What Napoleon Could Not Do Book Summary - What Napoleon Could Not Do Book explained in key points
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What Napoleon Could Not Do summary

DK Nnuro

A Novel

26 mins
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    What Napoleon Could Not Do
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    Part 1: Divorce

    The highest compliment Mr. Nti paid anyone was to say they’d done what Napoleon couldn’t. He meant they’d conquered things and places the French emperor only dreamed of. 

    America was one of those places. Mr. Nti’s daughter, Belinda, hadn’t just made it there – she’d succeeded, too. She had a career and a husband; she was wealthy. She’d achieved what millions of Ghanaians hoped to achieve. She’d made the United States her own. 

    Two decades had passed since her departure when Mr. Nti picked up the phone one hot and humid day in Kumasi, Ghana’s sprawling second city, and heard Belinda’s voice. He said what he’d often said about Napoleon. She wasn’t sure. She was still waiting for the document that would secure her right to remain in the US: a green card. Her life there remained precarious. He tried to reassure her: not even the American government could undo what she’d done. 

    The man in the next room overheard Mr. Nti’s conversation through the thin walls. He knew such praise implied an unflattering comparison. Next to his younger sister, Jacob could only come off second-best. Not wishing to hear more, he slipped out of the house. 

    Sure enough, the conversation turned to Mr. Nti’s troubling eldest son. While he had three children in all – Jacob, Belinda, and Robert – Jacob, now 40-years-old, always seemed to be at the heart of problems. And the next day for Jabob would be tough: Jacob’s divorce from his wife in America, Patricia, was to be finalized. 

    Kumasi is the heart of Ghana’s Ashanti region – an administrative division that maps onto the borders of the once-powerful Ashanti Empire. It’s customary in Ashanti culture for the families of divorcees to meet before a marriage is annulled. The ceremony mirrors the wedding, but rather than coming together to celebrate the union, the families air their grievances about its end. Once resentments have been voiced, fruit schnapps are passed around. Once everyone has drunk from a communal cup, the hatchet is considered buried.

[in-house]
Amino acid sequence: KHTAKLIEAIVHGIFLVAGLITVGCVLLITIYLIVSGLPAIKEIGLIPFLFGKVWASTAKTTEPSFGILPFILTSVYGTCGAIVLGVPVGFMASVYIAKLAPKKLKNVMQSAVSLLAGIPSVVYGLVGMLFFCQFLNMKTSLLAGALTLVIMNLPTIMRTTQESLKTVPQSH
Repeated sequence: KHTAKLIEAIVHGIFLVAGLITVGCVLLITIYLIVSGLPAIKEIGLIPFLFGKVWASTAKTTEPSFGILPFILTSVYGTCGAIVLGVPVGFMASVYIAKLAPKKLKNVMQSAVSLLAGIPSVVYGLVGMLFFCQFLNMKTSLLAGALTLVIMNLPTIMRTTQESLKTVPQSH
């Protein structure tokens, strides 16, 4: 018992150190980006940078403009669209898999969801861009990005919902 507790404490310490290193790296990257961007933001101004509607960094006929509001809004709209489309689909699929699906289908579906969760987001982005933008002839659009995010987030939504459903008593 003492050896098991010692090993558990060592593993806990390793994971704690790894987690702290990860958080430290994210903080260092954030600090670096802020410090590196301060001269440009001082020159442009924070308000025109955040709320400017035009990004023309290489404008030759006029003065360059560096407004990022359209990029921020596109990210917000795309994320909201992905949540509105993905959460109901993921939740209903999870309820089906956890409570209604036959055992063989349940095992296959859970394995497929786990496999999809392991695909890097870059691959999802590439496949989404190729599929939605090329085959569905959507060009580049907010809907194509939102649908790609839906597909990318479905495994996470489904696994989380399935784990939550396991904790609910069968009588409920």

Mr. Nti and his brothers, he told Belinda, would do what was expected of them in this social ritual: they would defend Jacob’s honor and lay the blame for the divorce at Patricia's door. But the accusations he expected to hear leveled against Jacob weren't baseless. In this matter, as in others, Jacob seemed to lack resolve and the ability to see things through. 

    Jacob’s marriage had been arranged by Belinda. During one of those quiet conversations Jacob couldn’t help overhearing, she had offered to find her brother a wife. She succeeded. too – one more triumph in her illustrious record. Patricia, a Ghanaian-born nurse, had been Belinda’s roommate during their college days in Washington, DC. Patricia, who wanted to marry a man from the old country, agreed to Belinda’s proposal. 

    Belinda and Mr. Nti persuaded Patricia’s family and arranged for Jacob to apply for a visa at the American embassy with the help of one of Mr. Nti’s old friends. The visa was a formality, the man said – all Jacob needed to do was pass a simple interview and a few easy tests and he’d be free to join Patricia in America. 

    Jacob, though, flunked the interview and failed the tests. Patricia waited five years, dutifully sending her husband twice as much money as he himself earned each month. But every further attempt to secure a visa failed. And then one day Jacob learned that Patricia’s “roommate” in Washington wasn’t a female nurse, as she’d said, but a man – her new lover. 

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    What is What Napoleon Could Not Do about?

    What Napoleon Could Not Do (2023) explores the contrasting experiences of two Ghanaians, Jacob and Belinda, and their aspirations in the United States. Jacob, an awkward computer programmer who still lives with his father, wants to join his wife in America but is foiled by visa denials. His sister, Belinda, meanwhile, has studied in the US and married an American – Wilder, a prosperous Black Texan businessman. But she, too, contends with disappointment: as she waits for her green card, her perception of America is soured by racism. Their journeys reflect the allure and letdowns of life in a foreign land, and the narrative insightfully captures how each grapples with dreams both realized and thwarted.

    Who should read What Napoleon Could Not Do?

    • Readers interested in immigrant experiences
    • Fans of emotional family dramas
    • Anyone who loves character-driven stories

    About the Author

    NK Nnuro is a Ghanaian-born writer based in Iowa. A graduate of John Hopkins and the Iowa Writers’ Workshop, he previously taught creative writing at the University of Iowa and is currently the curator of special projects at the University of Iowa Stanley Museum of Art. What Napoleon Could Not Do is his first novel. 

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